Somalia aid staff fearful of US exit


Mark Huband in Mogadishu


The Guardian, 2 March 1993


SENIOR United Nations officials in Somalia yesterday added to criticism of plans by the United States to hand over control of military operations in the country to the UN at a time of worsening security and poor co-ordination between the UN and relief agencies.

UN staff have been ordered not to talk to the media since riots in Mogadishu last week led to officials reviewing plans to “relocate” non-essential staff, which led to inaccurate claims that the UN was planning a full-scale evacuation.

However, on condition of anonymity, a senior UN official in Mogadishu yesterday expressed the view of several non-governmental organisations (NGOs) by denying American claims that the 30,710-strong US-led force in Somalia had created a secure environment for the relief operation to be continued under the UN banner, possibly by May 1.

The Security Council is expected to debate a resolution outlining the mandate for the new UN operation in Somalia – called Unosom 2 – in the next few days. Details of the rules of engagement for an expected 20,000 UN troops, the budget and the exact dates of the handover from US to UN control will then be finalised.

“The US seems to be leaving with indecent haste,” the UN official said. “They haven’t established an environment in which it’s safe to deliver humanitarian assistance.” He also acknowledged that the relationship between the UN and the NGOs had to improve if the UN operation was to succeed. This soured last year when the UN was criticised for leaving Somalia during the 1991 fighting and for doing too little to avert the famine.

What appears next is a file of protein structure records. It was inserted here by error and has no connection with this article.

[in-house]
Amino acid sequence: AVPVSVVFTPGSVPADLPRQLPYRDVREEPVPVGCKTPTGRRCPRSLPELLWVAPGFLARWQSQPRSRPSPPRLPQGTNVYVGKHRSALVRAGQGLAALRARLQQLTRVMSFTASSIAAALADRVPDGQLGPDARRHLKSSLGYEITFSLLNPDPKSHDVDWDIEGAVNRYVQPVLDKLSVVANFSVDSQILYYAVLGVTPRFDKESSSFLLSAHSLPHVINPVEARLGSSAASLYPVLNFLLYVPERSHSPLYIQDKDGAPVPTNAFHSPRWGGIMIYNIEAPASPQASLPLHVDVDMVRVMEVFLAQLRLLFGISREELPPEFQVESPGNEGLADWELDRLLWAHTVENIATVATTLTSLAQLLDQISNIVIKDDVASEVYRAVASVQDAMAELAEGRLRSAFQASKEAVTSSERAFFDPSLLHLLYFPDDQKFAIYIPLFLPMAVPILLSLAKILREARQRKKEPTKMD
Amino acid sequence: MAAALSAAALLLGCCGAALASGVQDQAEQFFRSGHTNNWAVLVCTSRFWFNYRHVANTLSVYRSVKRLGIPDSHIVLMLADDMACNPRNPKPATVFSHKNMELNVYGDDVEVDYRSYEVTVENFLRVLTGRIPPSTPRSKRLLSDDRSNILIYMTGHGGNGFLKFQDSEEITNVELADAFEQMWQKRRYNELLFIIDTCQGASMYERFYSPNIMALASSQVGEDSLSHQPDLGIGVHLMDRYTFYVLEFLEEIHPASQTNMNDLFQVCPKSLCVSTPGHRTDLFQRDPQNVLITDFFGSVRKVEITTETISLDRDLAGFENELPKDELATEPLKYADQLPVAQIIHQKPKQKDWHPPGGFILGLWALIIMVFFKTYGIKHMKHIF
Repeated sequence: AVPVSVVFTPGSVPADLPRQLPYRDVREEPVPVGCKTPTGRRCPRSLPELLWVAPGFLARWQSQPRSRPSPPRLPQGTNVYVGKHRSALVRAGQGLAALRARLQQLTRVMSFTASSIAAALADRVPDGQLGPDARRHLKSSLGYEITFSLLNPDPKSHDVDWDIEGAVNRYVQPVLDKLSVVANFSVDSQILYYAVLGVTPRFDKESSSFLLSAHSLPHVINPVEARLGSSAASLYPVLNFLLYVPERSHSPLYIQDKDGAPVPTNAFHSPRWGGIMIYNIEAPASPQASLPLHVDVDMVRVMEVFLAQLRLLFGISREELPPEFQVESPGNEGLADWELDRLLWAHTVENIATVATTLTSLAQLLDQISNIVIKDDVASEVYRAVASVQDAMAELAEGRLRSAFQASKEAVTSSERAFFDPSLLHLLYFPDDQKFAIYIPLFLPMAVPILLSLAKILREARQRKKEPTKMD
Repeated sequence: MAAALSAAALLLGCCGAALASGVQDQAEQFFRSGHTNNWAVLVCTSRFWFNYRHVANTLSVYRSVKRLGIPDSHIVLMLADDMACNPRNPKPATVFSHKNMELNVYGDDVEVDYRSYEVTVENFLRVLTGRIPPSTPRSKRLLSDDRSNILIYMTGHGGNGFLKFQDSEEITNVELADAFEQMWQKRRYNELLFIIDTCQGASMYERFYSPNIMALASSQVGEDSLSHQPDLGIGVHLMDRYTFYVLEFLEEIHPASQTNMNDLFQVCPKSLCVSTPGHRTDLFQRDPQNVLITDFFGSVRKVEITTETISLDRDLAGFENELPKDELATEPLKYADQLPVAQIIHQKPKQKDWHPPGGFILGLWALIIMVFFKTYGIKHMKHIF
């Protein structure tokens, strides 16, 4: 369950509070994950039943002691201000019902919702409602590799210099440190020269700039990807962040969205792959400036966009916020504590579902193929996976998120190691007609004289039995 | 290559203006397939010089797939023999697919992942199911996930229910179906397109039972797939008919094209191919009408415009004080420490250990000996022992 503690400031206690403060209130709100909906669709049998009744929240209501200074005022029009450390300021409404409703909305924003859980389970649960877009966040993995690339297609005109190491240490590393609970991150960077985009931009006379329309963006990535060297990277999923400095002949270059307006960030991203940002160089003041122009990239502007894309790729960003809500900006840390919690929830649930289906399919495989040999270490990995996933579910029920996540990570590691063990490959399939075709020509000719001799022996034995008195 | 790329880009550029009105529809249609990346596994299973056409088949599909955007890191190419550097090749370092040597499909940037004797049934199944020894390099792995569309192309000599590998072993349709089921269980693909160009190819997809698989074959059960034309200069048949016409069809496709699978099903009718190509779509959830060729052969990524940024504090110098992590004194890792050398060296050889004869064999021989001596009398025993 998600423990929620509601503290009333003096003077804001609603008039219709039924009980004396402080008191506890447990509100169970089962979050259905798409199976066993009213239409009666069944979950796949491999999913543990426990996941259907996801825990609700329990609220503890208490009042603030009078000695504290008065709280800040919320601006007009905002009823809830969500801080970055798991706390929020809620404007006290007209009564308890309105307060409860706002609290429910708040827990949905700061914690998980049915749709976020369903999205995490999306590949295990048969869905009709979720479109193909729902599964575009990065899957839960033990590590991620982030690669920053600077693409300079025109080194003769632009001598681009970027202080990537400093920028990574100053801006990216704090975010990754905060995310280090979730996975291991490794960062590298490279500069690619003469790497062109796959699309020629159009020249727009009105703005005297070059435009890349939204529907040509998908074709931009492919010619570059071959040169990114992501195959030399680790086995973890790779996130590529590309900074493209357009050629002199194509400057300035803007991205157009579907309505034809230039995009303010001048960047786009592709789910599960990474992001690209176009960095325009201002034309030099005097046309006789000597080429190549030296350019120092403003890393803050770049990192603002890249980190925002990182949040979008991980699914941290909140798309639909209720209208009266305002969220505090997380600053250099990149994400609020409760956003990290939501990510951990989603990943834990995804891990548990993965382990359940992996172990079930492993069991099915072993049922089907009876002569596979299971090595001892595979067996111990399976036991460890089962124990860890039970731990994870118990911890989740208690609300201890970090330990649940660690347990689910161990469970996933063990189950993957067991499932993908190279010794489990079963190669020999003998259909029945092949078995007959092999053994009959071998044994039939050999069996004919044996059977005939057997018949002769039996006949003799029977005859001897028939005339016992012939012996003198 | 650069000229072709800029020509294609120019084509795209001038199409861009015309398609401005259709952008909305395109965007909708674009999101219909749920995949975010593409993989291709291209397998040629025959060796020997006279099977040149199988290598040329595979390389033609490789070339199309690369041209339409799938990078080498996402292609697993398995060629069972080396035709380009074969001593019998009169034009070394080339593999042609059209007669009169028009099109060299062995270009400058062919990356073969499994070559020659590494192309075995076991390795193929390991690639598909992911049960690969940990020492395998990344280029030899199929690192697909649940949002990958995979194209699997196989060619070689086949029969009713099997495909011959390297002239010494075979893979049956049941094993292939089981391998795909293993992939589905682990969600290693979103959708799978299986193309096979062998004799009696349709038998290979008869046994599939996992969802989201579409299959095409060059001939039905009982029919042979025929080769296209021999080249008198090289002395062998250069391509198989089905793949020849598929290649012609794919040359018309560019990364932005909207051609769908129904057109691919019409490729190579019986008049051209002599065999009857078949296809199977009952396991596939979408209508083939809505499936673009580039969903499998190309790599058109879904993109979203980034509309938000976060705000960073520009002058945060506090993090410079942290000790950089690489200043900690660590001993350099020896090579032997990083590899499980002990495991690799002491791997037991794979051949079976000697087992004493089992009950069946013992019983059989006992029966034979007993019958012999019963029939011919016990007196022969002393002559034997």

“We bailed out when we should not have,” he said. “Now, the relationship with the NGOs will have to improve if we’re to be the partners in development we are supposed to be. It will be a question of the UN getting closer to the NGOs.”

However, NGO criticism of UN preparations for the establishment of Unosom 2 is already mounting. Plans to employ up to 2,800 UN civilian staff are regarded as excessive and some staff are regarded by NGOs as ill-qualified. The UN official said yesterday: “Personally I don’t know what we could do with 2,800 civilians.”

Each Unosom 2 staff member will receive $87 per day mission subsistence allowance plus $600 per month hardship allowance on top of their salary. The UN will require hundreds of new buildings to house its staff. It already pays more than $1 million per year for houses in Mogadishu alone.

UN logistics suffer glaring inadequacies. Meetings with UN officials in Mogadishu often end because of power cuts – unknown in NGO offices – due to a lack of generator fuel.

The US has indirectly acknowledged the insufficiency of relevant UN personnel by offering 60 “political officers” to Unosom 2. The new UN special envoy, who will replace Ismat Kitani, is expected to be an American.

This, coupled with the retention of 5,000 US army and marine logistical officers as well as a US rapid reaction force stationed off-shore after the UN takes over, is presented as proof that the US is not deserting Somalia.

“We have no interest in running Somalia,” said John Hirsh, political adviser to Robert Oakley, who tomorrow leaves his post as US special envoy to Somalia. “We want the Somalis to sort these things out. I don’t think any foreigner can finally fully understand everything in Somalia. It’s a power struggle, and a vacuum. Our big theme is that the power struggle is legitimate as long as it’s by non-violent means.”

UN officials are aware that    the Somalis responsible for banditry and the warlords will put the UN to a much greater test than the Americans.

“There’s a lot more than Somalia being played out here. Now it will be a test ground for UN-US relations,” said another senior UN official.


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